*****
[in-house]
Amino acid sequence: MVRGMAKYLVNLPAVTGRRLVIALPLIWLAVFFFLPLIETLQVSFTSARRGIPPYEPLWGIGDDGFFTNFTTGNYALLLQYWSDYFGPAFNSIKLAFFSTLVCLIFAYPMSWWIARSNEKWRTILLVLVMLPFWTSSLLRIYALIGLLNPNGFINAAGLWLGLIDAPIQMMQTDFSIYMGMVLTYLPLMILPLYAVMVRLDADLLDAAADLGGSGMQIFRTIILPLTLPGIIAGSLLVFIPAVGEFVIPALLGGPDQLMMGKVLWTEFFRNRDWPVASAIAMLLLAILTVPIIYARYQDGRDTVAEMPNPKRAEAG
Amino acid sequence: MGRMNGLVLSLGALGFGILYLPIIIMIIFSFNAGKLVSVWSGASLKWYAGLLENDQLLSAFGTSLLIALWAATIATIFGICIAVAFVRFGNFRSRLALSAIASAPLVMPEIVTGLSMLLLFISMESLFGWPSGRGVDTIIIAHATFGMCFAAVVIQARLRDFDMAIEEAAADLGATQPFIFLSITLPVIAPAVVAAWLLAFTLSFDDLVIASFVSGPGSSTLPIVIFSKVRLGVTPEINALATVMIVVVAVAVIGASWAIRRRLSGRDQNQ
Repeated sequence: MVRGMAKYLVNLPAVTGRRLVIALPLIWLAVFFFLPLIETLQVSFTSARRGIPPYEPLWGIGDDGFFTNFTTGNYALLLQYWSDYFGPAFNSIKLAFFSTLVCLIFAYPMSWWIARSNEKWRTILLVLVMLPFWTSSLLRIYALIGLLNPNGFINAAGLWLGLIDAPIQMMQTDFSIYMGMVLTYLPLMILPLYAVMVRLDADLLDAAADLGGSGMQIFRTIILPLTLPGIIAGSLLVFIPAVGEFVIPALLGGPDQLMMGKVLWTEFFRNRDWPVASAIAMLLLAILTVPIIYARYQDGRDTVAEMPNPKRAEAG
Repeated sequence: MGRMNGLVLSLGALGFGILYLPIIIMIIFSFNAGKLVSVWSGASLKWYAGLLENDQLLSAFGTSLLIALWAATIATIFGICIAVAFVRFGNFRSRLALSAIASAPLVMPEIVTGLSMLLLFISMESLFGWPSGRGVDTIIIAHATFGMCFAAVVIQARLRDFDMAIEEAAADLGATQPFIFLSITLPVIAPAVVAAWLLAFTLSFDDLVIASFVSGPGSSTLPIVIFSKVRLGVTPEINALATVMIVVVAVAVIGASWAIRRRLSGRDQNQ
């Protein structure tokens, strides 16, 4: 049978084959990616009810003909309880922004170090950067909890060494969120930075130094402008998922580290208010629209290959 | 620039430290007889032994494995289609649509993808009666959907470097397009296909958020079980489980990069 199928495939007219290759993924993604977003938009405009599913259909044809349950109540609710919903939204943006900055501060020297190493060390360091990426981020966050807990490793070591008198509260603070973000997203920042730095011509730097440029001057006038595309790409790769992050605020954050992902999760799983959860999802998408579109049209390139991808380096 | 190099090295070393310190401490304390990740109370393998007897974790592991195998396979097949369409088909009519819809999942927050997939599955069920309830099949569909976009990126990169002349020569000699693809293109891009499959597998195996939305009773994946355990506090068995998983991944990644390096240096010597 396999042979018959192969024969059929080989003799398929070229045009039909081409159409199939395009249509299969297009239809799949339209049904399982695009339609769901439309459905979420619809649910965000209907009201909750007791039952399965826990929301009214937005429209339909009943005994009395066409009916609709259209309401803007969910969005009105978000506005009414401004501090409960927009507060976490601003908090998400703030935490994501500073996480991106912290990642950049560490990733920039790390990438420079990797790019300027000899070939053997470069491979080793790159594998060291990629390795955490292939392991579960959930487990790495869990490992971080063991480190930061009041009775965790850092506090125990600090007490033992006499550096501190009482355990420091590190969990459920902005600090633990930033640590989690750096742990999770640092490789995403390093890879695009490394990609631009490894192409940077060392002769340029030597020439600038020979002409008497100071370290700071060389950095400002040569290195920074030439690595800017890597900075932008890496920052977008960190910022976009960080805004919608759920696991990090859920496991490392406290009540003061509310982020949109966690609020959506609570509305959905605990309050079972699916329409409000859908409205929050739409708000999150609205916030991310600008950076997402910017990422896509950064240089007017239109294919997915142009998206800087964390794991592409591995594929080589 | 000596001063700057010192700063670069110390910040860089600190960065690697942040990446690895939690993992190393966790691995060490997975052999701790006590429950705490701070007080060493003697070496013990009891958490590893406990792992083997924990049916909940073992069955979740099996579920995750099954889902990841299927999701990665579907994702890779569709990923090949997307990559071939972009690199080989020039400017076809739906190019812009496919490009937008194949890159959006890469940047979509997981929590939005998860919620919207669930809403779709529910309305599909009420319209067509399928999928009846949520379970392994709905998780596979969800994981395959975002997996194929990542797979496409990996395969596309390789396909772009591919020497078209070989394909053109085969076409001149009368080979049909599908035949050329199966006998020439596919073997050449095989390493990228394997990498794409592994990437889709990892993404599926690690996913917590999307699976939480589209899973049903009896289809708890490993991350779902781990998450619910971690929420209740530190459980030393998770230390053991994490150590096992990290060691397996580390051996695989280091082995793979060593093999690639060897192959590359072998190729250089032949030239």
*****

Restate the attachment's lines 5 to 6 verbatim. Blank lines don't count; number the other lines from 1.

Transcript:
Repeated sequence: MGRMNGLVLSLGALGFGILYLPIIIMIIFSFNAGKLVSVWSGASLKWYAGLLENDQLLSAFGTSLLIALWAATIATIFGICIAVAFVRFGNFRSRLALSAIASAPLVMPEIVTGLSMLLLFISMESLFGWPSGRGVDTIIIAHATFGMCFAAVVIQARLRDFDMAIEEAAADLGATQPFIFLSITLPVIAPAVVAAWLLAFTLSFDDLVIASFVSGPGSSTLPIVIFSKVRLGVTPEINALATVMIVVVAVAVIGASWAIRRRLSGRDQNQ
């Protein structure tokens, strides 16, 4: 049978084959990616009810003909309880922004170090950067909890060494969120930075130094402008998922580290208010629209290959 | 620039430290007889032994494995289609649509993808009666959907470097397009296909958020079980489980990069 199928495939007219290759993924993604977003938009405009599913259909044809349950109540609710919903939204943006900055501060020297190493060390360091990426981020966050807990490793070591008198509260603070973000997203920042730095011509730097440029001057006038595309790409790769992050605020954050992902999760799983959860999802998408579109049209390139991808380096 | 190099090295070393310190401490304390990740109370393998007897974790592991195998396979097949369409088909009519819809999942927050997939599955069920309830099949569909976009990126990169002349020569000699693809293109891009499959597998195996939305009773994946355990506090068995998983991944990644390096240096010597 396999042979018959192969024969059929080989003799398929070229045009039909081409159409199939395009249509299969297009239809799949339209049904399982695009339609769901439309459905979420619809649910965000209907009201909750007791039952399965826990929301009214937005429209339909009943005994009395066409009916609709259209309401803007969910969005009105978000506005009414401004501090409960927009507060976490601003908090998400703030935490994501500073996480991106912290990642950049560490990733920039790390990438420079990797790019300027000899070939053997470069491979080793790159594998060291990629390795955490292939392991579960959930487990790495869990490992971080063991480190930061009041009775965790850092506090125990600090007490033992006499550096501190009482355990420091590190969990459920902005600090633990930033640590989690750096742990999770640092490789995403390093890879695009490394990609631009490894192409940077060392002769340029030597020439600038020979002409008497100071370290700071060389950095400002040569290195920074030439690595800017890597900075932008890496920052977008960190910022976009960080805004919608759920696991990090859920496991490392406290009540003061509310982020949109966690609020959506609570509305959905605990309050079972699916329409409000859908409205929050739409708000999150609205916030991310600008950076997402910017990422896509950064240089007017239109294919997915142009998206800087964390794991592409591995594929080589 | 000596001063700057010192700063670069110390910040860089600190960065690697942040990446690895939690993992190393966790691995060490997975052999701790006590429950705490701070007080060493003697070496013990009891958490590893406990792992083997924990049916909940073992069955979740099996579920995750099954889902990841299927999701990665579907994702890779569709990923090949997307990559071939972009690199080989020039400017076809739906190019812009496919490009937008194949890159959006890469940047979509997981929590939005998860919620919207669930809403779709529910309305599909009420319209067509399928999928009846949520379970392994709905998780596979969800994981395959975002997996194929990542797979496409990996395969596309390789396909772009591919020497078209070989394909053109085969076409001149009368080979049909599908035949050329199966006998020439596919073997050449095989390493990228394997990498794409592994990437889709990892993404599926690690996913917590999307699976939480589209899973049903009896289809708890490993991350779902781990998450619910971690929420209740530190459980030393998770230390053991994490150590096992990290060691397996580390051996695989280091082995793979060593093999690639060897192959590359072998190729250089032949030239």